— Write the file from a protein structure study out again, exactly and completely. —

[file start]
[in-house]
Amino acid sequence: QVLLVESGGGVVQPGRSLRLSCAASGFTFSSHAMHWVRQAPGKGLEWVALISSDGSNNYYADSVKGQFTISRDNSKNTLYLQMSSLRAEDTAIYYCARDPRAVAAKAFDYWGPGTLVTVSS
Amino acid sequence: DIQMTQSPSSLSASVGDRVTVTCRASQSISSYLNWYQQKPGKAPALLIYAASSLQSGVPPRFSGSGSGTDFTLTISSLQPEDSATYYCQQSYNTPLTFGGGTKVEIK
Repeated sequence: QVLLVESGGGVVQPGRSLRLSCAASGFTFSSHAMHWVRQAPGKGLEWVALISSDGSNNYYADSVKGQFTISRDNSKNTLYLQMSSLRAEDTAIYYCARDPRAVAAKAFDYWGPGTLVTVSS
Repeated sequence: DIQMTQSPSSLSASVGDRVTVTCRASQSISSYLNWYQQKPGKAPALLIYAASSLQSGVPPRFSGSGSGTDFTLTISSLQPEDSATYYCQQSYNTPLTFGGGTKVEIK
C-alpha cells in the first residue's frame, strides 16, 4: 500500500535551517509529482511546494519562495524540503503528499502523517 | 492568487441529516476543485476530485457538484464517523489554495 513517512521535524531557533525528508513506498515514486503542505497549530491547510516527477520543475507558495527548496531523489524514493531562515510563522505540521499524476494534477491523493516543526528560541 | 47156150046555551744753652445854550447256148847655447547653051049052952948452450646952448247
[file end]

[in-house]
Amino acid sequence: QVLLVESGGGVVQPGRSLRLSCAASGFTFSSHAMHWVRQAPGKGLEWVALISSDGSNNYYADSVKGQFTISRDNSKNTLYLQMSSLRAEDTAIYYCARDPRAVAAKAFDYWGPGTLVTVSS
Amino acid sequence: DIQMTQSPSSLSASVGDRVTVTCRASQSISSYLNWYQQKPGKAPALLIYAASSLQSGVPPRFSGSGSGTDFTLTISSLQPEDSATYYCQQSYNTPLTFGGGTKVEIK
Repeated sequence: QVLLVESGGGVVQPGRSLRLSCAASGFTFSSHAMHWVRQAPGKGLEWVALISSDGSNNYYADSVKGQFTISRDNSKNTLYLQMSSLRAEDTAIYYCARDPRAVAAKAFDYWGPGTLVTVSS
Repeated sequence: DIQMTQSPSSLSASVGDRVTVTCRASQSISSYLNWYQQKPGKAPALLIYAASSLQSGVPPRFSGSGSGTDFTLTISSLQPEDSATYYCQQSYNTPLTFGGGTKVEIK
C-alpha cells in the first residue's frame, strides 16, 4: 500500500535551517509529482511546494519562495524540503503528499502523517 | 492568487441529516476543485476530485457538484464517523489554495 513517512521535524531557533525528508513506498515514486503542505497549530491547510516527477520543475507558495527548496531523489524514493531562515510563522505540521499524476494534477491523493516543526528560541 | 47156150046555551744753652445854550447256148847655447547653051049052952948452450646952448247